While the fat is heating, take a big batter bowl and put in the flour, the eggs, the salt and start beating slowly, while adding the milk gradually until you get a smooth mass, like pancake batter. Not too thin, not too thick. Ad flour or milk if needed to get it right.

You'll need the Rosette Iron tool for this

(see elsewhere in this article as to where to get them).

Don't push the cookie iron too deep into the batter

The left one has been pushed too deep in the batter, the right one is the way to do it right.
The left one has been pushed too deep in the batter, the right one is the way to do it right. | Source

Frying oil or frying fat?

I always use Diamant frying fat, but you can also use frying oil, depending on what suits you best.

Frying fat or frying oil, it really doesn't matter which one you use.
Frying fat or frying oil, it really doesn't matter which one you use. | Source

Let the cookies drip


Let it drip out a bit and then put the rosette into the hot fat or oil, it will fry to lightbrown within a minute. Take it out and use a fork to let the cookie fall off the iron onto a papertowel layered big bowl or plate. Let them cool off and sprinkle them with powdered sugar.

Frying the cookies
Frying the cookies | Source

Frying the rosette cookies

You put the rosette into the hot fat or oil and let it sit there for 1 or 2 minutes.Take the iron out the oil and dip it into the batter, but NOT all the way down, leave a trim or you won't be able to get your cookie off, when it's done.

The first cookie might come off a bit difficult, but the next cookies should come off more easy. Then repeat the dipping and frying, till you have enough cookies.



Homemade rosette cookies
Homemade rosette cookies | Source

Rosette Cookies are originally Scandinavian

Have you ever tasted Rosette Cookies

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Have you ever tasted Apple Fritters?

How to fry Apple fritters

Apple fritters
Apple fritters | Source

It's So easy to make these delicious apple fritters

While you're making those crispy Rosette Cookies, you might as well think about making some Apple Fritters right after, because it only takes a bit more batter to make them and they are just so tasty.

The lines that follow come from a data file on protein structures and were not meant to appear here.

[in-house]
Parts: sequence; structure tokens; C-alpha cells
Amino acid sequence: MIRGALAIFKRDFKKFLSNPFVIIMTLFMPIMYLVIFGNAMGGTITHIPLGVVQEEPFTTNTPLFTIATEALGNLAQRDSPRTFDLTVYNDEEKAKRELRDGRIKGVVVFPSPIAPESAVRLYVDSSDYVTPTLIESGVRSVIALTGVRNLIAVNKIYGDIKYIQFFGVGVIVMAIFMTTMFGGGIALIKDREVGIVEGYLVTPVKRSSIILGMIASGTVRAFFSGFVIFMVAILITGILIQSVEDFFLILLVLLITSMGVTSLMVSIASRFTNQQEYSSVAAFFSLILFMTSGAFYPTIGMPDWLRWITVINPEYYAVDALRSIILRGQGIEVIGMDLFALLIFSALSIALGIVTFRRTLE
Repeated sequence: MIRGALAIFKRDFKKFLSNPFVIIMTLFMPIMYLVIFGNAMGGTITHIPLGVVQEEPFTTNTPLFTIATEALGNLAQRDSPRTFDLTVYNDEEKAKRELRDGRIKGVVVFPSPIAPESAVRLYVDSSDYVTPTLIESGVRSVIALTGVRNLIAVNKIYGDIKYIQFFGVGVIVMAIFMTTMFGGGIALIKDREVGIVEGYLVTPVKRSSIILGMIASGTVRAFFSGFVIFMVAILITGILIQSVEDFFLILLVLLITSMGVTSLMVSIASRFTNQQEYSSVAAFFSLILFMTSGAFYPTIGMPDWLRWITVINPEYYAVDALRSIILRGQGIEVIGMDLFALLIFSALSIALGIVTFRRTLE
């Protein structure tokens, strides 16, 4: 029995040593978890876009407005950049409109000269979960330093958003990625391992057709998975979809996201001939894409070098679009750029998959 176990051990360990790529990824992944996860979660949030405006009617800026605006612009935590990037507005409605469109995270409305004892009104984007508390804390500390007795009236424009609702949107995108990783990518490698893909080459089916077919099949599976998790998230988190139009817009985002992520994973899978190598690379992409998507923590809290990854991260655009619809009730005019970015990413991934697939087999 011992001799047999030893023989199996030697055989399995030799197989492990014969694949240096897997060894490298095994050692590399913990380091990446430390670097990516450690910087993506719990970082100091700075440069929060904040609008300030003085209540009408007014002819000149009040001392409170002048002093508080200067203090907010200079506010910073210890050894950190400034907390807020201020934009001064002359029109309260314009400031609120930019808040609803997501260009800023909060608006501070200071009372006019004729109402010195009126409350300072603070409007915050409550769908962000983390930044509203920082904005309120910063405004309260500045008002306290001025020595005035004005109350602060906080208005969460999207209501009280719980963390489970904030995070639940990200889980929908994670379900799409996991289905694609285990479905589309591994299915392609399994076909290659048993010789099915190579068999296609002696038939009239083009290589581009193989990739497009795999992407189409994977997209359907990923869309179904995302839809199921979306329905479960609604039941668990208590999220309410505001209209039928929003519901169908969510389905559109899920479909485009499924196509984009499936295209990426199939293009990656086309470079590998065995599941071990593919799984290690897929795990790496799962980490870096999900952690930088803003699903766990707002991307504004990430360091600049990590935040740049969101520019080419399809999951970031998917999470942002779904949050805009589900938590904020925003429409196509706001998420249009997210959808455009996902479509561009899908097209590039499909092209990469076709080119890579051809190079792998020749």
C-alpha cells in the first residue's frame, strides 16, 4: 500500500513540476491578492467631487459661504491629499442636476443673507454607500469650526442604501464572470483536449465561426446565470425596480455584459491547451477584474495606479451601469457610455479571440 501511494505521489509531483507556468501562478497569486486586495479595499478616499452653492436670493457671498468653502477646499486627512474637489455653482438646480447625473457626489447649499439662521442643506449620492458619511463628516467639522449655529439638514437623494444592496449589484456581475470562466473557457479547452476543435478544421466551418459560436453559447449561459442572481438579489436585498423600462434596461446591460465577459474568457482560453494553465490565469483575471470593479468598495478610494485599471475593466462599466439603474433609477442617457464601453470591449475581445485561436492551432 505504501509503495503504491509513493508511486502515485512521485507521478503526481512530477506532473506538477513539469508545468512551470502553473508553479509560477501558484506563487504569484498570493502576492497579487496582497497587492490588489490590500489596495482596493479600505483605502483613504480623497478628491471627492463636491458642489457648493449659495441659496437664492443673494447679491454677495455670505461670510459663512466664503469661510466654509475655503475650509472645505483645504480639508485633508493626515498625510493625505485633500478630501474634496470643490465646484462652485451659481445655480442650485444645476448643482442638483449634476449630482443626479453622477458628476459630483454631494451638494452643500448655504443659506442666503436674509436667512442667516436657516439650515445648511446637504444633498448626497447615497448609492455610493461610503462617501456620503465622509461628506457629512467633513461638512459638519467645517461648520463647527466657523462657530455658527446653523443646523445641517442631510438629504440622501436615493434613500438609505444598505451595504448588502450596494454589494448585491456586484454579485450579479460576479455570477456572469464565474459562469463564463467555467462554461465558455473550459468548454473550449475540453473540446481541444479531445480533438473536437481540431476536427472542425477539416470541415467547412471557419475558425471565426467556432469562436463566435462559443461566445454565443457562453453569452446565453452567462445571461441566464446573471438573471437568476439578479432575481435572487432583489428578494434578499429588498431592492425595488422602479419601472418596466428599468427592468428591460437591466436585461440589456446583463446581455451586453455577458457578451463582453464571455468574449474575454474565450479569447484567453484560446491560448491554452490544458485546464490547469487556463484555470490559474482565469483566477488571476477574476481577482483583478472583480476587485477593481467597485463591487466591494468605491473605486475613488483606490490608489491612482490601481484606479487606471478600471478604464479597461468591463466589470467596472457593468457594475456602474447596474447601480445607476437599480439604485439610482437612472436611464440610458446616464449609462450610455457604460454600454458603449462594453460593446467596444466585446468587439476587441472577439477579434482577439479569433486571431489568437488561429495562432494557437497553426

When you have made enough batter, here's what you can do next:

1. lower the temp of the frying pan, when you're done frying Rosette Cookies.

2. Peel 5 or 6 big apples (rennets are the best), leave them whole.

3. Pinch out the core with an apple corer.

4. Slice them in 1/2 inch slices.

5. Heat up the fat or oil again to 375 degrees F

6. Put the slices into the blatter.

7. Take them out with a fork, let them drip and put them in the hot fat or oil.

8. Let them fry a bit and then turn them over, when they're gold colored, take them out with a skimmer, let them drip and put them on a with papertowel covered plate.

9. When all batter is gone, arrange the apple fritters nicely on a plate and sprinkle them with powdered sugar.

You can eat them warm or cold, either way they are just delicious.

Now you've read about Rosette Cookies and Apple Fritters...

Are you going to try to make them some day?

See results

Two kitchen tools to make your work easier

You'll need an apple corer

You need at least an apple corer in order to be able to get the core out of the apple without breaking it in pieces. Apple fritters should be round with a hole in the middle.


You'll need a skinner

You also need a skimmer to get the apple fritters out of the hot oil. Attention: The hot oil or fat might get a bit spatty when you leave the fritters in the fat or oil too long. So take care that you don't get spatted on your arms or face.

I forgive you for talking with your mouth full - can't keep away from those cookies, can you.

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    • profile image

      Pierre 2 years ago

      I've tried other fritter reecpis and they were hard and just not very good. Just made these this morning and they were WONDERFUL!!!!

    • profile image

      mikeya3292gmail 5 years ago

      umm

    • Lady Lorelei profile image

      Lorelei Cohen 5 years ago from Canada

      I have never seen the rosette cookie iron before but what a wonderful tradition for you to carry on through the holidays. Your images are delightful and make me feel almost as though I were back on the farm again. Thank you for sharing this wonderful family tradition.